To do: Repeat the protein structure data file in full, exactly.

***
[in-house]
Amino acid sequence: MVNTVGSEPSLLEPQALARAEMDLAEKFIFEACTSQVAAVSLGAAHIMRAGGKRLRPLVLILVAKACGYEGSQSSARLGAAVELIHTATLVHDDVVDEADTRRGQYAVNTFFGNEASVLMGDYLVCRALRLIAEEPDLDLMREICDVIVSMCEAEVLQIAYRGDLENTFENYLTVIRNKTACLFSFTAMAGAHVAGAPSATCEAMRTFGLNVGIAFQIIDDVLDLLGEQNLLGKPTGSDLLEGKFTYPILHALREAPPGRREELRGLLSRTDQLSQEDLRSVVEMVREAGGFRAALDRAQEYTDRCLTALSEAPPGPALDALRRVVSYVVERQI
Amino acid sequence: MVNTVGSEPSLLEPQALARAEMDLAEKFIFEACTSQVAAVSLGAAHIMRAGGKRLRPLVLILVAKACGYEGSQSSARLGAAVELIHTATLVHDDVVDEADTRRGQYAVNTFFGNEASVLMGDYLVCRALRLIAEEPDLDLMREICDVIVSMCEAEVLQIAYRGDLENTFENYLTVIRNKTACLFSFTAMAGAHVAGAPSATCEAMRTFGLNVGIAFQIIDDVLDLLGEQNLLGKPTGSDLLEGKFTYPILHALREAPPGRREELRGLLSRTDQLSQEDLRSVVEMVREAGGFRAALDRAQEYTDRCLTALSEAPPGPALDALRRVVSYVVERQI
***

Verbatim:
[in-house]
Amino acid sequence: MVNTVGSEPSLLEPQALARAEMDLAEKFIFEACTSQVAAVSLGAAHIMRAGGKRLRPLVLILVAKACGYEGSQSSARLGAAVELIHTATLVHDDVVDEADTRRGQYAVNTFFGNEASVLMGDYLVCRALRLIAEEPDLDLMREICDVIVSMCEAEVLQIAYRGDLENTFENYLTVIRNKTACLFSFTAMAGAHVAGAPSATCEAMRTFGLNVGIAFQIIDDVLDLLGEQNLLGKPTGSDLLEGKFTYPILHALREAPPGRREELRGLLSRTDQLSQEDLRSVVEMVREAGGFRAALDRAQEYTDRCLTALSEAPPGPALDALRRVVSYVVERQI
Amino acid sequence: MVNTVGSEPSLLEPQALARAEMDLAEKFIFEACTSQVAAVSLGAAHIMRAGGKRLRPLVLILVAKACGYEGSQSSARLGAAVELIHTATLVHDDVVDEADTRRGQYAVNTFFGNEASVLMGDYLVCRALRLIAEEPDLDLMREICDVIVSMCEAEVLQIAYRGDLENTFENYLTVIRNKTACLFSFTAMAGAHVAGAPSATCEAMRTFGLNVGIAFQIIDDVLDLLGEQNLLGKPTGSDLLEGKFTYPILHALREAPPGRREELRGLLSRTDQLSQEDLRSVVEMVREAGGFRAALDRAQEYTDRCLTALSEAPPGPALDALRRVVSYVVERQI